The first year macroeconomics course provided a broad overview of macroeconomic principles and policy debates, with particular reference to the Global Financial Crisis. Many sovereign and non-sovereign (Eurozone) countries remain mired in recession with stagnant growth and high rates of unemployment.
This course builds on the first year course by extending and deepening the analytical and policy framework. New analytical approaches are developed to examine the important debates about the operation of the labour market and employment determination, the role of financial markets in the changing global economy and the conduct of macroeconomic policy. Students are equipped with the tools, skills and knowledge base necessary to understand the operation of the macroeconomy and to critically evaluate competing views about the conduct of policy.
- Semester 2 - 2016
On successful completion of the course students will be able to:
1. Discuss competing theoretical arguments about the operation of the macroeconomy.
2. Access and analyse macroeconomic data which are pertinent to contemporary macroeconomic debates in Australia and overseas.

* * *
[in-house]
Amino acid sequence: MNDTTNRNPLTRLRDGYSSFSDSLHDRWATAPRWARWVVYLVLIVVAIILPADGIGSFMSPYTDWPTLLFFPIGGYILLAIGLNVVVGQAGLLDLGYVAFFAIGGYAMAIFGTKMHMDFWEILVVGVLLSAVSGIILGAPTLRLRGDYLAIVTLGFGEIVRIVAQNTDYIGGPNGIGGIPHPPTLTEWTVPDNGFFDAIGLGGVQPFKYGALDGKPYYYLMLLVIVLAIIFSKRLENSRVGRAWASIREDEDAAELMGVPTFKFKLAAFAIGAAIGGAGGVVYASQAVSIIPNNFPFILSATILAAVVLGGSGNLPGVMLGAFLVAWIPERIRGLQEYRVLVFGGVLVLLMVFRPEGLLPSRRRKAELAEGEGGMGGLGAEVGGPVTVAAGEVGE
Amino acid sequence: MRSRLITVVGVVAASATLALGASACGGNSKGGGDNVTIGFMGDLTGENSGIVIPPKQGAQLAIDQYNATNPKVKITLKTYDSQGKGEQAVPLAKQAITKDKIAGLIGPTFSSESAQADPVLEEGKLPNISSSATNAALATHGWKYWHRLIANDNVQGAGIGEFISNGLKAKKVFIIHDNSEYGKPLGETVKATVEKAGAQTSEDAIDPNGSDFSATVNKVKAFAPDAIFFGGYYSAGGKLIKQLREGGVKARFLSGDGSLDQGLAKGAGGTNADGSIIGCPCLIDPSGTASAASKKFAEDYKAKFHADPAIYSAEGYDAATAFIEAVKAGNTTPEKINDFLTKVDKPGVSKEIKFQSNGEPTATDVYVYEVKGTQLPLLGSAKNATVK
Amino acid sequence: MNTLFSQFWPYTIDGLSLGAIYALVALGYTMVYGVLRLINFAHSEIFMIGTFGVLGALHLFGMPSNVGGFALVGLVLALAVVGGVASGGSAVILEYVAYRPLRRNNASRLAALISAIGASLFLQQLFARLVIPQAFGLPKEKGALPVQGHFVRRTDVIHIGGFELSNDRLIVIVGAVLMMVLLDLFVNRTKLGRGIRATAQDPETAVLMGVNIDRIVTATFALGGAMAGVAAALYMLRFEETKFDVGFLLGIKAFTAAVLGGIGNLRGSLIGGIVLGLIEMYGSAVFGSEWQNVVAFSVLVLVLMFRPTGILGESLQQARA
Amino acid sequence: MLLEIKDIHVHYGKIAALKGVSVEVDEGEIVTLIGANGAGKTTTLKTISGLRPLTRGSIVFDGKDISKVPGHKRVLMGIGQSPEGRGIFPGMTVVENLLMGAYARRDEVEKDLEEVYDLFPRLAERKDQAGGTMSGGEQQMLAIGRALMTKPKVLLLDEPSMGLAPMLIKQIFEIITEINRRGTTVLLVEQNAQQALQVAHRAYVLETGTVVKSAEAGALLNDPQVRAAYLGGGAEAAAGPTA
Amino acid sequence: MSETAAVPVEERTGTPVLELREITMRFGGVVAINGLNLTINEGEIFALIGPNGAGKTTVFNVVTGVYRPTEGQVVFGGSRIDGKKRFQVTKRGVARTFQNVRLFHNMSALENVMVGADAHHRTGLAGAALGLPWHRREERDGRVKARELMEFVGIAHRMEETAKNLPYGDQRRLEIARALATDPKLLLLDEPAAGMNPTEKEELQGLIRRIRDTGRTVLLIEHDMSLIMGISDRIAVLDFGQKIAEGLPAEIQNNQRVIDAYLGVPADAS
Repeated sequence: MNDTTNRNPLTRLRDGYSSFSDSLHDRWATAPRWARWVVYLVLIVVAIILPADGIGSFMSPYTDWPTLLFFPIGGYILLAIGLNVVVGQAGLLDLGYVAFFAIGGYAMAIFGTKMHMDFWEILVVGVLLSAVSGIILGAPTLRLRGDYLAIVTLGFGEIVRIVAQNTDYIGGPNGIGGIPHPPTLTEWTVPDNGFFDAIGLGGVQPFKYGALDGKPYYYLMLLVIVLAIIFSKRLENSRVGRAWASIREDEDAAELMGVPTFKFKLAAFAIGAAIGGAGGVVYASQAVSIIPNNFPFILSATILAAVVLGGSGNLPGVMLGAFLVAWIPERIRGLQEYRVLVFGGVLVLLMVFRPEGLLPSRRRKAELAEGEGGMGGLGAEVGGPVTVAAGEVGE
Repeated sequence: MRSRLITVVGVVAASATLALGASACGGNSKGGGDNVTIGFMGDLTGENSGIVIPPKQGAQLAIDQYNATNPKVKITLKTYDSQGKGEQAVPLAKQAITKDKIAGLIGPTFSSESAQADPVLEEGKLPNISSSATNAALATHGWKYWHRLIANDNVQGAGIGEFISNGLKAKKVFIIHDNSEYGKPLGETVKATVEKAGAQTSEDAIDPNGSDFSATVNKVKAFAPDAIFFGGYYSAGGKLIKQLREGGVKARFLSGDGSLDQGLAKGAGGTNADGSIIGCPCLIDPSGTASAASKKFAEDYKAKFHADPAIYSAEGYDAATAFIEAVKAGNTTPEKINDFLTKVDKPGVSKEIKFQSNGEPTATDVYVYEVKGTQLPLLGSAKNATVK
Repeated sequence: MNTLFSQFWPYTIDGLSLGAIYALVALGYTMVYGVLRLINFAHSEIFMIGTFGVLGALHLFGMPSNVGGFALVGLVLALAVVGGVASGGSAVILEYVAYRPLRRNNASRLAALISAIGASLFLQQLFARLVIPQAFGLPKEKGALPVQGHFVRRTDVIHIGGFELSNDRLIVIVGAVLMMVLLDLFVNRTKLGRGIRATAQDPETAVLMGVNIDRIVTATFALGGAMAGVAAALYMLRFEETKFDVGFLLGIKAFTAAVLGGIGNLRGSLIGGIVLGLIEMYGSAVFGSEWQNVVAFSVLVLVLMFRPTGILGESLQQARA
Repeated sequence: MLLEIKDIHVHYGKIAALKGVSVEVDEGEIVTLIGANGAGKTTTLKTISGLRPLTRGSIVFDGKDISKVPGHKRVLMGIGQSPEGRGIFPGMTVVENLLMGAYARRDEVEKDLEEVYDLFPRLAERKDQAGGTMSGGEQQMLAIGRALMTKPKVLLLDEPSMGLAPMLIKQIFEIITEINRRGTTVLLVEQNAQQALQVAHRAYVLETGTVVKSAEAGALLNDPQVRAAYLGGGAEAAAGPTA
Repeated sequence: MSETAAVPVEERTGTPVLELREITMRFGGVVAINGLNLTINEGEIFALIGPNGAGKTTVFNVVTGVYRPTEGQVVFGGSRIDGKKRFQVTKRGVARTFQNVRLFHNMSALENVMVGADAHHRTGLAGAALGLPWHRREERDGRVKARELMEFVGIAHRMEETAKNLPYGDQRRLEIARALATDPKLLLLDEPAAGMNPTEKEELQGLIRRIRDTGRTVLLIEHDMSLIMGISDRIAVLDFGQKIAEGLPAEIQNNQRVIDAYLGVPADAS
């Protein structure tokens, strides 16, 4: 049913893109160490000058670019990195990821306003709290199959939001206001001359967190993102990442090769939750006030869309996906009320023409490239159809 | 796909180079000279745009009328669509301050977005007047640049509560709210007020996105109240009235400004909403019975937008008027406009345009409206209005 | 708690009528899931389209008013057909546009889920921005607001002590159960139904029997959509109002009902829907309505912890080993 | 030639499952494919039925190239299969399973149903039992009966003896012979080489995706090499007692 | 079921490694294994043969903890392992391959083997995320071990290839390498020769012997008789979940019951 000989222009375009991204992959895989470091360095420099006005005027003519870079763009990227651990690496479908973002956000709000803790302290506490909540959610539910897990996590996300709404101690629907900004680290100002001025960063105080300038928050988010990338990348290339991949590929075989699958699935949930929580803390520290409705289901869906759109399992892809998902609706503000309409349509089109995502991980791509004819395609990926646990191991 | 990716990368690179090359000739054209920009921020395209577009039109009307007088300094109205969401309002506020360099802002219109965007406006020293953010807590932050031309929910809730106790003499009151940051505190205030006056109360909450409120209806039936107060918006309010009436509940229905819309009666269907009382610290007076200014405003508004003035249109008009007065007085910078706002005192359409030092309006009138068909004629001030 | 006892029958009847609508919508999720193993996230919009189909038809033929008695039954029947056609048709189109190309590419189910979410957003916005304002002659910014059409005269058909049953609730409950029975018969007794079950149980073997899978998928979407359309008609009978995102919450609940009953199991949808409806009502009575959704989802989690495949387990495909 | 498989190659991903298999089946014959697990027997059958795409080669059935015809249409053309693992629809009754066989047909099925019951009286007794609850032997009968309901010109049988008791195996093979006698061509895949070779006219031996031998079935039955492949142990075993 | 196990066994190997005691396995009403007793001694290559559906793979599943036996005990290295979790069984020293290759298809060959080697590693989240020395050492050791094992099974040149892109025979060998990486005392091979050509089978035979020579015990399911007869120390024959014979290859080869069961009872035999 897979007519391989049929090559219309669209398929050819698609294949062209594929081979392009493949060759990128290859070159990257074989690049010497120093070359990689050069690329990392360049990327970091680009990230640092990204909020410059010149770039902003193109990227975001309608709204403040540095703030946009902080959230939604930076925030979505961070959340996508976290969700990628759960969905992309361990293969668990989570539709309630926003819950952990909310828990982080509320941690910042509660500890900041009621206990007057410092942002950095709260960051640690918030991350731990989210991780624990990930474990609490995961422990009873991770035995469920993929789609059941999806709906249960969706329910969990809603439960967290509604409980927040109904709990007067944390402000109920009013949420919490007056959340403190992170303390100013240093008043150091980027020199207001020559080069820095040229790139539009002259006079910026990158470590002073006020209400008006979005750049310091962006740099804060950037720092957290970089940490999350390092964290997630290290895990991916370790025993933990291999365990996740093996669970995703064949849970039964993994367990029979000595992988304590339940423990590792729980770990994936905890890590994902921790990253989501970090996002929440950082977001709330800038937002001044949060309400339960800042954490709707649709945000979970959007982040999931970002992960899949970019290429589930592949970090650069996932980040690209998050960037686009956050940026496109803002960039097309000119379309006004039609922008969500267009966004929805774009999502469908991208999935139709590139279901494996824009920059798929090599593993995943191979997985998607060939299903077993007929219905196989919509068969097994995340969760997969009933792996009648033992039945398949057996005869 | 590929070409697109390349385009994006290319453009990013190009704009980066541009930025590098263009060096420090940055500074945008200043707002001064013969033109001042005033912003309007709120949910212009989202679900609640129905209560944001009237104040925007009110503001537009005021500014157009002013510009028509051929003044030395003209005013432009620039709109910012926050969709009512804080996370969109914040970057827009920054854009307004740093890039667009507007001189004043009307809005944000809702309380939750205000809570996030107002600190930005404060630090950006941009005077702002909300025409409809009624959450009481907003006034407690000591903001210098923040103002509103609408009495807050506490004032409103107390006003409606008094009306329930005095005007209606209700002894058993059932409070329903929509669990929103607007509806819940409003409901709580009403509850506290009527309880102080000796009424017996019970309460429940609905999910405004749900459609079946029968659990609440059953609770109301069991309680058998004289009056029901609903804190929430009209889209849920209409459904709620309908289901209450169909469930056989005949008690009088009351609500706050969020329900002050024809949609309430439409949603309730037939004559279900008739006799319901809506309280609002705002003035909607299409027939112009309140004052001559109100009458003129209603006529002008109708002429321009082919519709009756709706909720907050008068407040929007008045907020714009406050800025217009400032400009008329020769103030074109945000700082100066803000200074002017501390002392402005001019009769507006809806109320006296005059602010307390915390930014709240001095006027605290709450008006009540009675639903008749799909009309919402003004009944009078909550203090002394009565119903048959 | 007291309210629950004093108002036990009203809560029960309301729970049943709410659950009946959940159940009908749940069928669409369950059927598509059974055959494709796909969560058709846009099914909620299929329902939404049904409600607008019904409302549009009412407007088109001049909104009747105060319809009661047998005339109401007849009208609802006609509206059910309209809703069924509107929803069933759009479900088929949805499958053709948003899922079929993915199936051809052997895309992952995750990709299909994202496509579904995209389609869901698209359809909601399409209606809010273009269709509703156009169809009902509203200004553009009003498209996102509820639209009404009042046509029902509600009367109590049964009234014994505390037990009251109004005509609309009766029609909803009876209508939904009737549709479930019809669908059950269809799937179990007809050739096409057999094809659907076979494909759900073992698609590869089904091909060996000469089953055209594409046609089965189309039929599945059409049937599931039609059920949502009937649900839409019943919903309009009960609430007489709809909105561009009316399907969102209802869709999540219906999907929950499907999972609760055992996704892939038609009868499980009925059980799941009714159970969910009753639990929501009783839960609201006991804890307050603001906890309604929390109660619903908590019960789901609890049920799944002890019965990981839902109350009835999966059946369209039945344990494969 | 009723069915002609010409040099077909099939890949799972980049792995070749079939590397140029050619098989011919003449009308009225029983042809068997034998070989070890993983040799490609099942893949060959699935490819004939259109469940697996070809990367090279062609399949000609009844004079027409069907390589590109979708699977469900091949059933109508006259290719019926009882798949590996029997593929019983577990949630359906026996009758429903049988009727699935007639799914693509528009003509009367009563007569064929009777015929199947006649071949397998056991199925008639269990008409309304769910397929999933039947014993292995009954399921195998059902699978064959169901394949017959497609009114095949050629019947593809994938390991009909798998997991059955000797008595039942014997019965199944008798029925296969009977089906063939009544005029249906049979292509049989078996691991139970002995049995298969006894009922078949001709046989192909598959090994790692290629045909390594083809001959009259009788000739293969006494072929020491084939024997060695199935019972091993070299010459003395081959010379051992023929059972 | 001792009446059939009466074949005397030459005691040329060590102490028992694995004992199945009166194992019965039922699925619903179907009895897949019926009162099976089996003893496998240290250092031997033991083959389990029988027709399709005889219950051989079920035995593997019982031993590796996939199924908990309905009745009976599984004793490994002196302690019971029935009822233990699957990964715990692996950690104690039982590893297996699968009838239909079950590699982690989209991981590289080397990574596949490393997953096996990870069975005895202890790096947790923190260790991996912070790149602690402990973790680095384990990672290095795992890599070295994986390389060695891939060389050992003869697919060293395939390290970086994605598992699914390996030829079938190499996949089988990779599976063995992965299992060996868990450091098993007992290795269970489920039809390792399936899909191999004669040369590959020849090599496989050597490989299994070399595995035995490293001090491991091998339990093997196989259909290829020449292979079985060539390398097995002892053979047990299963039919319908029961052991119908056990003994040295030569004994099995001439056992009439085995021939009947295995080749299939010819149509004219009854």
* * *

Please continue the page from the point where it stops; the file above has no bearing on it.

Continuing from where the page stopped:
3. Engage in critical thinking through the comparative assessment of competing macroeconomic models and policy frameworks.
4. Collaborate with fellow students in the evaluation and presentation of arguments about macroeconomic theory and policy.
The topics in this include but are not limited to the following:
- What is macroeconomics? What is capitalism?
- National and Sectoral Accounting
- Aggregate expenditure models
- Government and money.
- Keynes and the Classics
- Inflation & Unemployment: Buffer stock & price stability
- Government Fiscal Policy
- Money & Banking
- Open economy: BOP, exchange rates, competitiveness
- MMT and IS/LM
- Policy Debates
Successful completion of ECON1002
Written Assignment: Written Assignment and Group Discussion
In Term Test: Class Exam
Formal Examination: Formal Exam
Face to Face On Campus 2 hour(s) per Week for Full Term
Students are expected to complete 4 hours of guided learning via online preparation, lectures, interactive workshops, tutorials, discussion groups or self-directed learning and an additional 6 hours of independent study per week.